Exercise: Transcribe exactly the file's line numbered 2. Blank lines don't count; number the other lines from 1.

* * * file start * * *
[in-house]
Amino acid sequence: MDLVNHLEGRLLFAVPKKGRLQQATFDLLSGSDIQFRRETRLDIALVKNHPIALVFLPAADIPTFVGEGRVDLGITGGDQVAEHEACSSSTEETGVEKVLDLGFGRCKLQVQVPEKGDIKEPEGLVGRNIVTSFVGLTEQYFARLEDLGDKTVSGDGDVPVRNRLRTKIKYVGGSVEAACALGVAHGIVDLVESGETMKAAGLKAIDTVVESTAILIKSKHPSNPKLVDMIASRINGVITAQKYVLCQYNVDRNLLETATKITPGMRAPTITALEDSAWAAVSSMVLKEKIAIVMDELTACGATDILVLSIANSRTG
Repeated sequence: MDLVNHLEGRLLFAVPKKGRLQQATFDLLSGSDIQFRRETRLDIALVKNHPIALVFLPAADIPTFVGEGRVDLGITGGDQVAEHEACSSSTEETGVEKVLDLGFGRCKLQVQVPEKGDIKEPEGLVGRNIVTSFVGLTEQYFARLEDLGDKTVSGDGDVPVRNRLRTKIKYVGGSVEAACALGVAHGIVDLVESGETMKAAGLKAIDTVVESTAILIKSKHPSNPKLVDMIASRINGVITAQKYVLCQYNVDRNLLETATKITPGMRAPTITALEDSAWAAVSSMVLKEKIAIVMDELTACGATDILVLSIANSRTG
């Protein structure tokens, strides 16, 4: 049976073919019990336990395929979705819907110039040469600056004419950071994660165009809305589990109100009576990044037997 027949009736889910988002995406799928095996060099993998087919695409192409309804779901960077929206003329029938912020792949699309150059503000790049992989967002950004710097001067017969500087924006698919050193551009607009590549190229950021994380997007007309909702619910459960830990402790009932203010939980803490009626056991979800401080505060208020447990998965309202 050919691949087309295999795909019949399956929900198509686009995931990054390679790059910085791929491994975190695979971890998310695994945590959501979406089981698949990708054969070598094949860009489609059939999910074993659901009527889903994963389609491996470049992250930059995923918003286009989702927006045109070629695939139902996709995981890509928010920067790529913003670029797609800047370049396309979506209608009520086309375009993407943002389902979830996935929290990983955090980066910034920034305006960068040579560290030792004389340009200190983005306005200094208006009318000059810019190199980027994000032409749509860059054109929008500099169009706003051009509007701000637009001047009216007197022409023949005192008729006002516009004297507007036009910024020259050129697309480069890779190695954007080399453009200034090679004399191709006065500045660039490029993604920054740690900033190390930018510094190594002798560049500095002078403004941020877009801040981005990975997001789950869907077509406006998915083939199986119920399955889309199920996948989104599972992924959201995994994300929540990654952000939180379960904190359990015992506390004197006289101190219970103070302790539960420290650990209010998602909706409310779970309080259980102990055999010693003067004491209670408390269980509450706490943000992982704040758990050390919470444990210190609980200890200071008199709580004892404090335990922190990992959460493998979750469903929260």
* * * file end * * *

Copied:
Amino acid sequence: MDLVNHLEGRLLFAVPKKGRLQQATFDLLSGSDIQFRRETRLDIALVKNHPIALVFLPAADIPTFVGEGRVDLGITGGDQVAEHEACSSSTEETGVEKVLDLGFGRCKLQVQVPEKGDIKEPEGLVGRNIVTSFVGLTEQYFARLEDLGDKTVSGDGDVPVRNRLRTKIKYVGGSVEAACALGVAHGIVDLVESGETMKAAGLKAIDTVVESTAILIKSKHPSNPKLVDMIASRINGVITAQKYVLCQYNVDRNLLETATKITPGMRAPTITALEDSAWAAVSSMVLKEKIAIVMDELTACGATDILVLSIANSRTG